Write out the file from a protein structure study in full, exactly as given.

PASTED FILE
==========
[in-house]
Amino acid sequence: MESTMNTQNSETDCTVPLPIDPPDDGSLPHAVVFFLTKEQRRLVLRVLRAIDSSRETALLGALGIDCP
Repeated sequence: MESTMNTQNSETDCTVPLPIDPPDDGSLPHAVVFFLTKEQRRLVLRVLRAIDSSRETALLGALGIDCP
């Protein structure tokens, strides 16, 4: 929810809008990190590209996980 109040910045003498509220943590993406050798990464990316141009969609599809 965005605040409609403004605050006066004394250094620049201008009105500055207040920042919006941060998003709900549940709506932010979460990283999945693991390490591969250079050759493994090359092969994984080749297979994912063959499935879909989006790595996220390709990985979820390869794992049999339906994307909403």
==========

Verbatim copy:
[in-house]
Amino acid sequence: MESTMNTQNSETDCTVPLPIDPPDDGSLPHAVVFFLTKEQRRLVLRVLRAIDSSRETALLGALGIDCP
Repeated sequence: MESTMNTQNSETDCTVPLPIDPPDDGSLPHAVVFFLTKEQRRLVLRVLRAIDSSRETALLGALGIDCP
């Protein structure tokens, strides 16, 4: 929810809008990190590209996980 109040910045003498509220943590993406050798990464990316141009969609599809 965005605040409609403004605050006066004394250094620049201008009105500055207040920042919006941060998003709900549940709506932010979460990283999945693991390490591969250079050759493994090359092969994984080749297979994912063959499935879909989006790595996220390709990985979820390869794992049999339906994307909403």